Having said that, our next installment will look to verses 8-9, which show us exactly where to look to find this fulfillment.


[1] His holy name will no longer be profaned, and the nations will know that He is the Lord.

[2] Daniel I. Block, The Book of Ezekiel: Chapters 25-28 (Grand Rapids, MI: William B. Eerdmans Publishing Company, 1998), p. 441.

[3] See: William Tooman, Gog of Magog: Reuse of Scripture and Compositional Technique in Ezekiel 38–39 (Tübingen, Germany: Mohr Siebeck, 2011), p. 150.

[4] Woods, Andy. The Middle East Meltdown: The Coming Islamic Invasion of Israel (p. 16). Dispensational Publishing House. Kindle Edition.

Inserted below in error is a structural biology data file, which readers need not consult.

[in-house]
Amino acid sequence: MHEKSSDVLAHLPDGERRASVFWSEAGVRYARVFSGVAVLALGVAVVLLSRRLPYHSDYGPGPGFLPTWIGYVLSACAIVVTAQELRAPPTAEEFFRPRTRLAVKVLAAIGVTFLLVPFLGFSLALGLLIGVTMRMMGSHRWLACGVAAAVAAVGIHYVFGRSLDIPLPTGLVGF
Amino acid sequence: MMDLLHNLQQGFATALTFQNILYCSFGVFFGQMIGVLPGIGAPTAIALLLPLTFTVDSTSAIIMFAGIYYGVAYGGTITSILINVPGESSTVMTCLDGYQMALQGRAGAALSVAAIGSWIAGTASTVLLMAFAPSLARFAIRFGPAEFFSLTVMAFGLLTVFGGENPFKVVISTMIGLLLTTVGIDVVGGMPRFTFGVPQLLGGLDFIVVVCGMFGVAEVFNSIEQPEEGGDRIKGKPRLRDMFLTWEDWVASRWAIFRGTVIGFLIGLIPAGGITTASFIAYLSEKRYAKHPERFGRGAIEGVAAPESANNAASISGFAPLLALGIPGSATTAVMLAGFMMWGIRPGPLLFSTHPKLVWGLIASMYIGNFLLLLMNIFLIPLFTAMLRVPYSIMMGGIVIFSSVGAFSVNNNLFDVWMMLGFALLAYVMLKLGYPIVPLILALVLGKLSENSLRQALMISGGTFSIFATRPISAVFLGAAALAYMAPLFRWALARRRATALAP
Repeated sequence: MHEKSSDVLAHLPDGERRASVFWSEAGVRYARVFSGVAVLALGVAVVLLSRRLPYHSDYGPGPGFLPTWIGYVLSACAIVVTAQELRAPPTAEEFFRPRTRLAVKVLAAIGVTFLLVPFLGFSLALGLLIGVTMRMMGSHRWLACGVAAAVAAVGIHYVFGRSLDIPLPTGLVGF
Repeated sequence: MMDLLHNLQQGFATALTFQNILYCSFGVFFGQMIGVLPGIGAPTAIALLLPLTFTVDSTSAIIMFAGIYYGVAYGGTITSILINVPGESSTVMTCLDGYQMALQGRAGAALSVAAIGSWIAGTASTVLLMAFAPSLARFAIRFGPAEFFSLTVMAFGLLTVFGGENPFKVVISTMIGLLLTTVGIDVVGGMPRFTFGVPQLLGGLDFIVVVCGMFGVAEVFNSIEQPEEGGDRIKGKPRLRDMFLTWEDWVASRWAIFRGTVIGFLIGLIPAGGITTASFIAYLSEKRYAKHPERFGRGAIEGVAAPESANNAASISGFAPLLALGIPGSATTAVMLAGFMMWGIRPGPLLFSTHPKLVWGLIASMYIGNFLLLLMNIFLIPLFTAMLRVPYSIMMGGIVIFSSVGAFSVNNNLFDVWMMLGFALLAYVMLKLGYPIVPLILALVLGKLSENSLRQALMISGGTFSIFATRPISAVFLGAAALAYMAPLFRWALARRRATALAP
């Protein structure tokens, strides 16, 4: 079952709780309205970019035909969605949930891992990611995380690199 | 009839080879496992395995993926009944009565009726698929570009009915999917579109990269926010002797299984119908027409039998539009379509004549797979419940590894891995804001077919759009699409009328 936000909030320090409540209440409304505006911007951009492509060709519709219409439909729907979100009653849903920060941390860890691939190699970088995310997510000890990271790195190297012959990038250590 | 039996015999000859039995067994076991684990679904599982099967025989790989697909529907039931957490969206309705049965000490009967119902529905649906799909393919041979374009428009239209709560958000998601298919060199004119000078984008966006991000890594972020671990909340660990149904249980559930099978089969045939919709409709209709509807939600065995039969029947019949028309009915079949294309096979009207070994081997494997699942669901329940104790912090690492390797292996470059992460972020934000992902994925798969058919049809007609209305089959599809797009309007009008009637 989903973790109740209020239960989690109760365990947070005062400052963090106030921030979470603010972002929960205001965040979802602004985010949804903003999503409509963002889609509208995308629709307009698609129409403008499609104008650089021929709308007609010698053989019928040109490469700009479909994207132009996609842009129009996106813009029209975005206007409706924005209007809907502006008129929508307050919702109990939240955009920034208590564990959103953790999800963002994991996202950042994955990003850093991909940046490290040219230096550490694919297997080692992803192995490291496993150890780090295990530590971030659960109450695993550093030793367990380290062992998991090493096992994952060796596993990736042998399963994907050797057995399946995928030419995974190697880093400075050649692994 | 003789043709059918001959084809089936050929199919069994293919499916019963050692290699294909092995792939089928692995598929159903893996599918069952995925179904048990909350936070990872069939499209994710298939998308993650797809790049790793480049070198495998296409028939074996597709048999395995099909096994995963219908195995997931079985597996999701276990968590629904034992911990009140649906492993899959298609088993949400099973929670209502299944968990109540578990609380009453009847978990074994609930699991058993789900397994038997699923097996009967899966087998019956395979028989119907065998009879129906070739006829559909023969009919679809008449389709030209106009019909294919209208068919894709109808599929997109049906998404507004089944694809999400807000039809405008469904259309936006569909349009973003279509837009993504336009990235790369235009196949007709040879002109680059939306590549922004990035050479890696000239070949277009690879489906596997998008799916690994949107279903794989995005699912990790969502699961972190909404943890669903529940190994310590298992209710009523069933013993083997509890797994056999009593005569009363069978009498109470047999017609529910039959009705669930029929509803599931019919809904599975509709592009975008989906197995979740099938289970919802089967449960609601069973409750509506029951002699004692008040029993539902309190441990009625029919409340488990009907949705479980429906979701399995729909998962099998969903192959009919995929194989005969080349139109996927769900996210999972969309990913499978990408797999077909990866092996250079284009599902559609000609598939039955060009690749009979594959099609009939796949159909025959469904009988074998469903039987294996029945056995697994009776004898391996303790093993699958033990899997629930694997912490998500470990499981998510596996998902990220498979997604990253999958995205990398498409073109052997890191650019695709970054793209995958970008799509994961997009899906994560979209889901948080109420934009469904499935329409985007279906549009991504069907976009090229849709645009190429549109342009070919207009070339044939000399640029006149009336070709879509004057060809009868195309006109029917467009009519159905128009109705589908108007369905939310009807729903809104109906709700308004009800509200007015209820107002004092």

[5] Has biblical Gog and Magog war begun? – The Jerusalem Post (jpost.com)

[6] The Gog and Magog End-Time Alliance: Israel, Russia, and Syria in Bible Prophecy (Powder Springs, GA: American Vision Press, 2016), p. 56.

[7] Daniel I. Block, The Book of Ezekiel: Chapters 25-28 (Grand Rapids, MI: William B. Eerdmans Publishing Company, 1998), p.439

[8] Ibid., p. 441.

[9] Sverre Boe, Gog and Magog (Germany: Mohr Seibeck, 2001), p. 310.